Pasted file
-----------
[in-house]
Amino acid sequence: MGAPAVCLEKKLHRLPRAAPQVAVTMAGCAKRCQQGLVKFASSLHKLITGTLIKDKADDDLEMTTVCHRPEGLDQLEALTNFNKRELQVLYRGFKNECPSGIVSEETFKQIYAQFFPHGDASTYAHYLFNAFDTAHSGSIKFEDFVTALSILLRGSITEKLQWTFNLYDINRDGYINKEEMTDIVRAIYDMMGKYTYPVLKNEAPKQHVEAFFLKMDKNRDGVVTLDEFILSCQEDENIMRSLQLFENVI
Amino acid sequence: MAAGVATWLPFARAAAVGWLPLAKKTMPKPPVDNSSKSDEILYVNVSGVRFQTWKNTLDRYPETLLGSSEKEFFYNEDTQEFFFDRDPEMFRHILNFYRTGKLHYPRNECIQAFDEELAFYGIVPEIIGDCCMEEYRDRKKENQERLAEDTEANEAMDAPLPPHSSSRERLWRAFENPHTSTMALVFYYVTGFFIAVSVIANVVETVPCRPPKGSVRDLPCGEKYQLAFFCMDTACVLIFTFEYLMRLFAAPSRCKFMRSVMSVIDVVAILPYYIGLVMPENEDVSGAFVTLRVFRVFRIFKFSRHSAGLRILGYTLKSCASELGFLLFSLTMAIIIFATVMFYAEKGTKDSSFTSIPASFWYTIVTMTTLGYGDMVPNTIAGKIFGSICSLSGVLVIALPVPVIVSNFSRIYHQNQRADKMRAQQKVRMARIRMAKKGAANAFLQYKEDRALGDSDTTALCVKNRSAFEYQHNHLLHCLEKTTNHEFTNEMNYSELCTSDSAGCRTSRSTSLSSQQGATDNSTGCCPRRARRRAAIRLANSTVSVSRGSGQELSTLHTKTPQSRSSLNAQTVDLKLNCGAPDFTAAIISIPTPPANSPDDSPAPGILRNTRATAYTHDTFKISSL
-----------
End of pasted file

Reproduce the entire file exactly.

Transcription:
[in-house]
Amino acid sequence: MGAPAVCLEKKLHRLPRAAPQVAVTMAGCAKRCQQGLVKFASSLHKLITGTLIKDKADDDLEMTTVCHRPEGLDQLEALTNFNKRELQVLYRGFKNECPSGIVSEETFKQIYAQFFPHGDASTYAHYLFNAFDTAHSGSIKFEDFVTALSILLRGSITEKLQWTFNLYDINRDGYINKEEMTDIVRAIYDMMGKYTYPVLKNEAPKQHVEAFFLKMDKNRDGVVTLDEFILSCQEDENIMRSLQLFENVI
Amino acid sequence: MAAGVATWLPFARAAAVGWLPLAKKTMPKPPVDNSSKSDEILYVNVSGVRFQTWKNTLDRYPETLLGSSEKEFFYNEDTQEFFFDRDPEMFRHILNFYRTGKLHYPRNECIQAFDEELAFYGIVPEIIGDCCMEEYRDRKKENQERLAEDTEANEAMDAPLPPHSSSRERLWRAFENPHTSTMALVFYYVTGFFIAVSVIANVVETVPCRPPKGSVRDLPCGEKYQLAFFCMDTACVLIFTFEYLMRLFAAPSRCKFMRSVMSVIDVVAILPYYIGLVMPENEDVSGAFVTLRVFRVFRIFKFSRHSAGLRILGYTLKSCASELGFLLFSLTMAIIIFATVMFYAEKGTKDSSFTSIPASFWYTIVTMTTLGYGDMVPNTIAGKIFGSICSLSGVLVIALPVPVIVSNFSRIYHQNQRADKMRAQQKVRMARIRMAKKGAANAFLQYKEDRALGDSDTTALCVKNRSAFEYQHNHLLHCLEKTTNHEFTNEMNYSELCTSDSAGCRTSRSTSLSSQQGATDNSTGCCPRRARRRAAIRLANSTVSVSRGSGQELSTLHTKTPQSRSSLNAQTVDLKLNCGAPDFTAAIISIPTPPANSPDDSPAPGILRNTRATAYTHDTFKISSL